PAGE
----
Meditations for Troubled Times
“Blessed be the LORD who has not left you without a redeemer.” (Ruth 4:14)
“Life is hard.” People like Katharine Hepburn, Bob Dylan, John Wayne, and Sigmund Freud all uttered these words. It is a fact we know too well. Sometimes life is hard because of the choices we’ve made. An ill-chosen word can bring strain to a relationship. A click on the mouse can lead us to become slaves to lust. A discontented thought can bring painful bitterness. However, there are other times when calamity finds us irrespective of our choices, like COVID-19, job layoffs, shelter-in-place orders. No one asks for these things. Yet, in this cursed world, they seem to be, at times, thrust upon us. So, whether it is because of the choices we’ve made or the result of those we haven’t, life is hard. There’s no getting around it.
The book of Ruth mirrors this point, while also telling us where to turn. The story begins with choices. It was during the days of the judges. This is code for, “Things are a sinful mess in Israel.” Everyone was doing what was right in their own eyes. (Judges 17:6). As a result, there was a famine in the land. Ruth 1:1-2 tells us that a man named Elimelech, his wife, Naomi, and their two sons left the Promised Land and went to Moab. This is meant to surprise us. There may have been little food in Israel, but Moab was much worse. There was a spiritual famine in this land. How would Elimelech raise his family in the Lord? Where would they receive nourishment for their souls? Who would give them God’s Word? This was a poor decision. This bad choice was followed by an awful calamity. While in Moab, Naomi’s husband died. Then, about ten years later, after her sons married Moabite women (a no-no per Deuteronomy 7:3-4), Mahlon and Chilion also were placed in the grave. It was gut-wrenching for Naomi. In fact, upon returning to Judah, Naomi told the people of Bethlehem, her hometown, “Do not call me Naomi; call me Mara.” (1:20) Why? Her life had become “mara”—bitter.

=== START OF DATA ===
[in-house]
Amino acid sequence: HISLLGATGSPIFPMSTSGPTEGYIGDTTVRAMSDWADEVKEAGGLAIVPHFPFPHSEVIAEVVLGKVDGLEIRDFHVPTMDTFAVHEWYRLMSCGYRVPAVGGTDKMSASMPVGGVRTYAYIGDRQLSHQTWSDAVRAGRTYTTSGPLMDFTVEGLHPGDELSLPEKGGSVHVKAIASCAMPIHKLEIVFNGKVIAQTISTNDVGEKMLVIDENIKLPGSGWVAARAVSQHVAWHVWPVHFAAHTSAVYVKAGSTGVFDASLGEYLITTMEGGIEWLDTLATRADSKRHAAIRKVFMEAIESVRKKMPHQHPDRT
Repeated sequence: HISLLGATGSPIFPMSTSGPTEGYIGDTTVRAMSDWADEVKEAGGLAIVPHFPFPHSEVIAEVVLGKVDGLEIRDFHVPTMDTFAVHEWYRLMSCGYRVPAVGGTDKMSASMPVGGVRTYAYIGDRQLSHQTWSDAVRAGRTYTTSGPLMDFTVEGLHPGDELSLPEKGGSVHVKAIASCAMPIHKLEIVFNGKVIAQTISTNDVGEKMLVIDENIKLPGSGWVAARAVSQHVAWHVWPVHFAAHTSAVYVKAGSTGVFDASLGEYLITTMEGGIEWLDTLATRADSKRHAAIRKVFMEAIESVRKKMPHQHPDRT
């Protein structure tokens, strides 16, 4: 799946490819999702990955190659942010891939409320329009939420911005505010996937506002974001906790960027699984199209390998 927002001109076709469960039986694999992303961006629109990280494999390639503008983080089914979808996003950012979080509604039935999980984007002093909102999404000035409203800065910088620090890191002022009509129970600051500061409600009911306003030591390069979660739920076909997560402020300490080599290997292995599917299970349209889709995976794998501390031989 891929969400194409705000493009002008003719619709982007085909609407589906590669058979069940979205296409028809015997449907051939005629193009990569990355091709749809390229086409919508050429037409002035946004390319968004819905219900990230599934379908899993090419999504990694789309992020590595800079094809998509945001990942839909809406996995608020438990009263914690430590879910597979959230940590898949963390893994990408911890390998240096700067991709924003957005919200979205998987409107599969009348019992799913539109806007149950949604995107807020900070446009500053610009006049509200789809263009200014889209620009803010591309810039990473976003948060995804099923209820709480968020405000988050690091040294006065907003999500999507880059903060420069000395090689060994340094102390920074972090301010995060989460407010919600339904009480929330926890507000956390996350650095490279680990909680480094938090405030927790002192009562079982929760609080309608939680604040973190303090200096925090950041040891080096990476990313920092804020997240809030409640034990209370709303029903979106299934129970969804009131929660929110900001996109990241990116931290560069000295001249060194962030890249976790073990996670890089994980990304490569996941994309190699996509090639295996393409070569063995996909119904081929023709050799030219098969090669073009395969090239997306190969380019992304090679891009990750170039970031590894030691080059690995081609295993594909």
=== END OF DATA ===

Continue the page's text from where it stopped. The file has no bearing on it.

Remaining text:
Our days seem to be like Naomi’s. We make sinful choices every day. We don’t love others well nor exercise self-control as we should. We’re impatient and selfish. Our private devotions in the Word and prayer are lacking, and our personal evangelism to the lost is weak. Yet, the similarities don’t stop here. There’s plenty of calamity today: coronavirus, financial downturns, social injustices, and natural disasters. All these things make our lives bitter. What do we do? We remember Ruth 4:14: “Blessed be the LORD who has not left you without a redeemer.” After Naomi’s daughter-in-law, Ruth, married Boaz and they had a child, the women of Bethlehem uttered these words.
These words serve as a reminder of where our hope lies. It’s in Naomi’s descendant, our Redeemer, Jesus Christ—God in flesh who came to save. Christ’s cross and empty tomb tell us, as Christians, that nothing can separate us from God’s love, and this includes our sin and our suffering. Life may be hard east of Eden, but two things that should never characterize us are hopelessness and joylessness. In the words of Wesley’s hymn, “O for a thousand tongues to sing my great Redeemer's praise, the glories of my God and King, the triumphs of his grace.” Our fears are charmed. Our sorrows are bid to cease. Our foulness is made clean. Christ’s blood avails for us. “Bless the LORD, O my soul, and all that is within me, bless his holy name!” (Psalm 103:1)